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From there I put out the Rhino Charge EP on my own with some help here and there from other label friends (Paul from Give Praise helped me get the covers printed up at his printing shop). I couldn’t believe it but I think between some Internet hype surrounding Rhino Charge, them getting the cover of the last issue of HeartttaCk, and the fact that Ebullition helped unload more than half of them onto the world… the first pressing sold out pretty quickly. Second pressing came out right around when the band broke up but it sold through steadily. I remember being so new to it that I asked my mom her advice and she told me to not put anything more into it that I wouldn’t mind never seeing again which was good advice. Honestly, looking back on it… Ebullition (the combined efforts of Kent and Lisa) had a profound affect on my label sustaining itself through the early years and I can’t thank those two enough.


The last release of first year of my label was the Magrudergrind discography CD called 62 Trax of Thrash. I had no idea what to expect out of a CD release but we did our best to pack as much music into one place as we could and although Magrudergrind had only been a band for three years, they had a stockpile of songs and releases. This release was a three way co-release and I think we ended up doing two runs of 1000 so there are 2k of those beasts floating around. Putting out CDs is a different story but they are oh so swell to trade overseas when you can break them out of the jewel cases and ship them cheaply. Magrudergrind had always been super active and this was around the time when they started to go through some guitarist changes I believe but the guys were actively touring and had done some European/SE Asian trips. I never wanted to go out of my way to do a CD ever but my outlook has always been to put out releases that I myself would be stoked to own and the prospect of having all the early Mgrind stuff in one place was a major interest. I’m not sure this CD put me out there as a new label as much as the first two but it definitely got the name overseas and also into the hands of people where vinyl isn’t as accessible to them.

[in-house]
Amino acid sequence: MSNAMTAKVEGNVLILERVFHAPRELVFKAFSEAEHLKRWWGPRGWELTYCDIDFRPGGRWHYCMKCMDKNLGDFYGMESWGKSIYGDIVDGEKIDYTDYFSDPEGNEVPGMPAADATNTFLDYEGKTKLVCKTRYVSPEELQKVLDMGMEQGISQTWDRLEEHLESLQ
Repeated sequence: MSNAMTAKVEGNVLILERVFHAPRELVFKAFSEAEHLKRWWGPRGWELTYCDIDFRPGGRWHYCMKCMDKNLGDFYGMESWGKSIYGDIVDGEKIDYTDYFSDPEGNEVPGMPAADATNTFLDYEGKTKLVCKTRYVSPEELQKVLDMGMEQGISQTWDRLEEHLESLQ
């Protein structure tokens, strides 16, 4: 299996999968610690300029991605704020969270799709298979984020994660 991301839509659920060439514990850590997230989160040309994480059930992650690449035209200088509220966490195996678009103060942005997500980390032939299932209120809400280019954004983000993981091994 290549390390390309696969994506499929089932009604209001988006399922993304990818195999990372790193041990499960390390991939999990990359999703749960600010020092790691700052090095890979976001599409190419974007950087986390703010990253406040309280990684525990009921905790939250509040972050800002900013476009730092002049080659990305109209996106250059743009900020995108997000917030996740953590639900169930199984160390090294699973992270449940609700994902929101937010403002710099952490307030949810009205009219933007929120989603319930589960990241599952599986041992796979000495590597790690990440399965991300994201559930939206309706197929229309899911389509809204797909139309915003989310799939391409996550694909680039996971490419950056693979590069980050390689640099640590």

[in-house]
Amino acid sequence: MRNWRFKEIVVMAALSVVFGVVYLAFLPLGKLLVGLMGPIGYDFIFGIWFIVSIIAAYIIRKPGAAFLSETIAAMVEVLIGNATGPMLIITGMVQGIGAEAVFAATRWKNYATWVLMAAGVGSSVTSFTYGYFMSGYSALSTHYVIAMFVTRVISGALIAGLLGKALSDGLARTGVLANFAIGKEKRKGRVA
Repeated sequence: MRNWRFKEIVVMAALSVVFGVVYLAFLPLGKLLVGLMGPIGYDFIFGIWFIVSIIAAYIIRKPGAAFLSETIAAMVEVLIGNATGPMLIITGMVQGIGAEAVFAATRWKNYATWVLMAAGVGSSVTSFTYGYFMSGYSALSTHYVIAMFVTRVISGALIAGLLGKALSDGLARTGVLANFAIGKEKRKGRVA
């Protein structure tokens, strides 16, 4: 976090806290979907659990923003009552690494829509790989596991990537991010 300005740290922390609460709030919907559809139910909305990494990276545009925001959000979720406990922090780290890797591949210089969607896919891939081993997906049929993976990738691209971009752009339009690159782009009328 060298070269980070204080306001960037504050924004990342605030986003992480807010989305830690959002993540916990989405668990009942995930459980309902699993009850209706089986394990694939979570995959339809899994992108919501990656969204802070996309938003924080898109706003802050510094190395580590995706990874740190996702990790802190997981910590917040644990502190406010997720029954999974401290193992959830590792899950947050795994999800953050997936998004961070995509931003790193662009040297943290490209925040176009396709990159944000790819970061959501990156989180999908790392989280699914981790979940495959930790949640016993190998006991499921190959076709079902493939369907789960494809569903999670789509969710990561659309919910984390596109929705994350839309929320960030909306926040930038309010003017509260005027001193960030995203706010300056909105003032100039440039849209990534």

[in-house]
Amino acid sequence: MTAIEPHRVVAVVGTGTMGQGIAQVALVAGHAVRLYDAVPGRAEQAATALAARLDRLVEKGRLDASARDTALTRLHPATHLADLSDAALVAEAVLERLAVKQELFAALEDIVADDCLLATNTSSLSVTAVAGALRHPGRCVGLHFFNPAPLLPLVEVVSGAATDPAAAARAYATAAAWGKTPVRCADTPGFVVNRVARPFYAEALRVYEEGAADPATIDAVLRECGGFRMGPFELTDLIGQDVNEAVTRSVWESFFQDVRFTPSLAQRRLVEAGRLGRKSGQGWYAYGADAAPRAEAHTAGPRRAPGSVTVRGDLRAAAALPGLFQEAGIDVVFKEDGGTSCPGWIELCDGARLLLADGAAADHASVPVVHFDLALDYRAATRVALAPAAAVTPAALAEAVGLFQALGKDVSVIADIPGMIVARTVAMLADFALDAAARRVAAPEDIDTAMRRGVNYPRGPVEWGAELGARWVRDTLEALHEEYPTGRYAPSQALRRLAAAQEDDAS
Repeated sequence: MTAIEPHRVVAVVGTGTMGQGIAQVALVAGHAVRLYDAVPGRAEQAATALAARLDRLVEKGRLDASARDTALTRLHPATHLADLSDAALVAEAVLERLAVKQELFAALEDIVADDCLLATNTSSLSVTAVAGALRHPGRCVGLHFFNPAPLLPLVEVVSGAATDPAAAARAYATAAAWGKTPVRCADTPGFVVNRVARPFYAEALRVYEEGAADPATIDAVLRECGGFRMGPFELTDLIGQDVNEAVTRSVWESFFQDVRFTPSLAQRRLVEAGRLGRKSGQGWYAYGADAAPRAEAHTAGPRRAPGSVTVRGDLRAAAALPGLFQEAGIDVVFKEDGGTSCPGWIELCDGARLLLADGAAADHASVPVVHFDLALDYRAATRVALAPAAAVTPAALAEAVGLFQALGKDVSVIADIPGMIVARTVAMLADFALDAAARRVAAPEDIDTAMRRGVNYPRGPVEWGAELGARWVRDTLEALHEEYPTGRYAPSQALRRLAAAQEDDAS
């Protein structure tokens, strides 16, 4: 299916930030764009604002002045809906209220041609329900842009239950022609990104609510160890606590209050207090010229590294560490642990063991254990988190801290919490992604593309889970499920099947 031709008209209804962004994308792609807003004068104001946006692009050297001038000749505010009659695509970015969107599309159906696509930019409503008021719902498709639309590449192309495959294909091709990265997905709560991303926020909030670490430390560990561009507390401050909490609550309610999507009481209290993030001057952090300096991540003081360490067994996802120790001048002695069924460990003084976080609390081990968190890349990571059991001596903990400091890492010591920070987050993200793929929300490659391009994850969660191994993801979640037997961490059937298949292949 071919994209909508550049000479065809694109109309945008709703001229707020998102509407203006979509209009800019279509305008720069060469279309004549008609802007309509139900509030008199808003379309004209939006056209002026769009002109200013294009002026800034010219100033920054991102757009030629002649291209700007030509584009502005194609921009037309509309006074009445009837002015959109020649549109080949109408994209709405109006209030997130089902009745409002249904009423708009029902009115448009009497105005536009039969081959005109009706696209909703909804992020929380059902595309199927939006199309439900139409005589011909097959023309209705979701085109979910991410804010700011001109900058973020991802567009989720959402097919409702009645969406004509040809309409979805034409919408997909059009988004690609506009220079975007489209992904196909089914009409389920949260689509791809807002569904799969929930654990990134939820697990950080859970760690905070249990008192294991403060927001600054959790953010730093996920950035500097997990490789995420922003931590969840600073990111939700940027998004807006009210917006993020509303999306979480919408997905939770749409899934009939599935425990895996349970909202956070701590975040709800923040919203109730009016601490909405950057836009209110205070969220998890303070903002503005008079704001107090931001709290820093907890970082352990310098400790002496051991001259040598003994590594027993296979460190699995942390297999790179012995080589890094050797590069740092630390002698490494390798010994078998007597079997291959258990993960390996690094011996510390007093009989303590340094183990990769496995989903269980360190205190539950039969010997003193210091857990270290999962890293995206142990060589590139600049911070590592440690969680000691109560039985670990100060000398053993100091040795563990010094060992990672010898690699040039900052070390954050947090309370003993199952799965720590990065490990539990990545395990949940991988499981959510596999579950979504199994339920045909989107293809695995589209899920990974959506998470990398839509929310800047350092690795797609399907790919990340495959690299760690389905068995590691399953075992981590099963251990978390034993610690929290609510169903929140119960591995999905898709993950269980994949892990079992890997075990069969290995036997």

Honestly the first year was a whirlwind. I was so amped on everything and I was so into making cool friend editions, and test press covers, and putting weird little inserts into each record. I drew on every mailer and usually taped weird pictures on them. It was a special time where everything was so new and exciting and every order was someone I wanted to communicate with and share with. Today is no different but the time I have to do those things is far more limited. Also at this time I lived at 1306 Flint Place, which was a super low rent house near NC State and people were always around and wanting to help out and be involved. Next door at 1304 Flint, they had shows pretty regularly but I will leave that for part 2 as that is further down the timeline.

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Skip on to part II of the TLAL saga.



This entry was written by Will , posted on Saturday June 27 2015at 01:06 pm , filed under News . Bookmark the permalink . Post a comment below or leave a trackback: Trackback URL.